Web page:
Websites WordPress and Themes

Hopefully this helps you get that website project of yours going.

All my websites run on WordPress, so should yours – it’s awesome and it’s free.

Did I mention it was free?

If you use WordPress – especially if you run a business website – you need to invest in a solid web host and a premium theme. Stop thinking about it and go do it.

Trust me, I’ve been doing this for over seven years now. Premium themes are worth way more than they cost, and a good web host is worth its weight in gold.

What Web Hosting?

Right now all my sites run on MediaTemple but I plan to switch to Storm on Demand by LiquidWeb.

I’m switching because the platforms are equal in reliability but LiquidWeb has better support.

I personally use dedicated virtual server plans, but will need to move to dedicated servers if my sites continue growing at current rates; a good problem to have.

Unless you’re planning for zero growth, don’t get a “Shared Server” plan.

What Theme?

Genesis FrameworkUntil now I used the Thesis Theme on all my sites but I’m in the process of switching them to the Genesis Framework by StudioPress.

There are many reasons for the switch, here are just a few:

  1. Genesis is awesome, has great documentation, great design, and great support.
  2. Thesis used to be awesome, their latest theme update was released without documentation, their design is lacking, and their support isn’t as good.
  3. The Genesis development team is tight with the WordPress dev team.
  4. The Thesis dev team is at odds with the WordPress dev team.

Notes on Thesis 2.x versus Genesis:

I’m sure the Thesis 2.x upgrade was groundbreaking in a lot of ways, but here’s what bothered me most.

  1. limited documentation
  2. slow support response
  3. high learning curve
  4. no automatic upgrade for all their 1.8.x users.

Number three and four sealed the deal for me. If I have to learn a new platform – and – rebuild my site from scratch, I might as well make the switch to Genesis. I’ve been thinking about it for a long time anyway because Genesis sites have better looking designs.

I appreciate Thesis for how well it performed the four years I used it, but it’s time to move on.

In Summary

If you are thinking of starting a website or making your existing website better, these are my recommendations:

  1. Get a solid hosting package with LiquidWeb.
  2. Download and install WordPress.
  3. Get the awesome Genesis Framework (download their free Beginner Guide to Genesis too).
  4. Get a sweet StudioPress child theme.
  5. Get started and create awesome content!

Remember: no one will see your awesome website – and you can’t change the world – until you get it started.

Go do it.

*******

About Matt Jabs

Adventure. Stewardship. Purpose. You can also follow my financial insights on DebtFreeAdventure.com and my sustainable living adventures on diyNatural.com.

Comments

  1. That’s pretty much the same setup I have/had. I started with Thesis on most of my sites, and I was running them on Media Temple. I changed one of my themes to Genesis over a year ago, and I love it. In my opinion, it’s much more flexible and powerful than Thesis 1.8.x. I was excited to try out Thesis 2.0.x, but I’m not very efficient with code, and everything I read and saw about Thesis 2.0.x told me to just move everything to Genesis and simplify things. Learning how to code on a new theme is a tremendous learning curve for me and not a good use of my time or resources.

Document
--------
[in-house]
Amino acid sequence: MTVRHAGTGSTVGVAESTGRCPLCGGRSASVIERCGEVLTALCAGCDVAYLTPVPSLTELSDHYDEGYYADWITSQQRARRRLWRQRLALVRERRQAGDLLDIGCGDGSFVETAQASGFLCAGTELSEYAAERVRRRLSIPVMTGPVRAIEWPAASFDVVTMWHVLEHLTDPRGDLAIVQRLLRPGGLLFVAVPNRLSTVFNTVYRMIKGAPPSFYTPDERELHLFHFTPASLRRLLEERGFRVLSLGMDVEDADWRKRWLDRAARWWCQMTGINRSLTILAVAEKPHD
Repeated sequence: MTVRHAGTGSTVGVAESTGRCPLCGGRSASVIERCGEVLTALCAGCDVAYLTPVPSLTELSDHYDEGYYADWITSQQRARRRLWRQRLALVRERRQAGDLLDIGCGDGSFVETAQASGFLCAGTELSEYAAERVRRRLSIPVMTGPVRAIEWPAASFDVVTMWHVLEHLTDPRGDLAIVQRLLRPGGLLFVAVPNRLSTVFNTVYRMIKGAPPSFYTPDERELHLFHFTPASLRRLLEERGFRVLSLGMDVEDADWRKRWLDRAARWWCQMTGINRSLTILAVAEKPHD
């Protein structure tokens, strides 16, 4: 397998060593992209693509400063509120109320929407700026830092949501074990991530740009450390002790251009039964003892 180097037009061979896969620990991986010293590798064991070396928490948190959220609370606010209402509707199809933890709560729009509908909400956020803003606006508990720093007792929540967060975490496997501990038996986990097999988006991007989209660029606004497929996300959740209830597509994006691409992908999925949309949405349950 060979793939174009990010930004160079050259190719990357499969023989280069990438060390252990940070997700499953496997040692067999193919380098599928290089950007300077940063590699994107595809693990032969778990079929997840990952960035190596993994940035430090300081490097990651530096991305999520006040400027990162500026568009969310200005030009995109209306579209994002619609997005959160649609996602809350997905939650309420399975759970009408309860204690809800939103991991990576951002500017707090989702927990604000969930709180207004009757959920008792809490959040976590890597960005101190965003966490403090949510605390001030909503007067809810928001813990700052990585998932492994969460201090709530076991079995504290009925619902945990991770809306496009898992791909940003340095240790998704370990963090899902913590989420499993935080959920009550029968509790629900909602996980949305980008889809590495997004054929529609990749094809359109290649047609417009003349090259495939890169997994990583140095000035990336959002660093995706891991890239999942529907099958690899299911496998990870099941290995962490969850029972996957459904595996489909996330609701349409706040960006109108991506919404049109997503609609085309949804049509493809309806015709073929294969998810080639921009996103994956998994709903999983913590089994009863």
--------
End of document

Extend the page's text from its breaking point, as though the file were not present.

I moved to Liquid Web about a year ago also. Their customer support is AMAZING. I have had a few tech issues, but they have always responded quickly (usually no waiting) and they have helped me with trouble shooting and fixing any issues. Media Temple has a good service, but they offer more of a DIY option. I am not technically savvy, so Liquid Web is more my speed.

    Best of luck with the transitions!

    • Yep. I’m sure Thesis 2.x will grow into something cooler down the road, but the transition put me off and made my decision that much easier.

  2. I installed Genesis a couple of months ago and couldn’t be more pleased. Installation was easy for a newbie like me and I really like the child theme I chose from among a very wide selection.

  3. I also started with the Media Temple/Thesis combination. I’m still using Thesis, but haven’t upgraded to the new 2.0 theme, like you say it has a learning curve. I’ll probably switch to Genesis at some point though cause I’m not real fond of Thesis 2.0.

    I was with Media Temple for over 3 years I believe, and for the most part during that time it was great. Then I started having some unknown issues causing my sites to crash, and since they didn’t offer any support to the self managed customers, I wasn’t able to fix the problems on my own. Even after i called and chatted with support multiple times, they wouldn’t help me, not even to save a customer.

    I switched to Storm on Demand (from Liquid Web as well). They actually managed the switch to their servers, moving all 11 of my sites for me. I just gave them the necessary logins, and let them get to work. It took part of one day, and then I was up and running with no real work on my end. Love it!

    Since then I’ve had a couple of small issues, both of which were fixed by support before i even knew there was an issue. Highly recommended to host with Storm on Demand.

  4. I have been using Linode with a smattering of different themes – Thesis, Elegant themes, etc. Recently we switched SpicyTasty.com to KnownHost and have been pretty happy with them. I have look into Liquid Web’s Storm packages. I got a tour of their new facility when they opened it and it was impressive to say the least.

    • Thanks for chiming in K, I hadn’t heard of KnownHost. I had a tour of the LW facilities about five years back and they were impressive back then.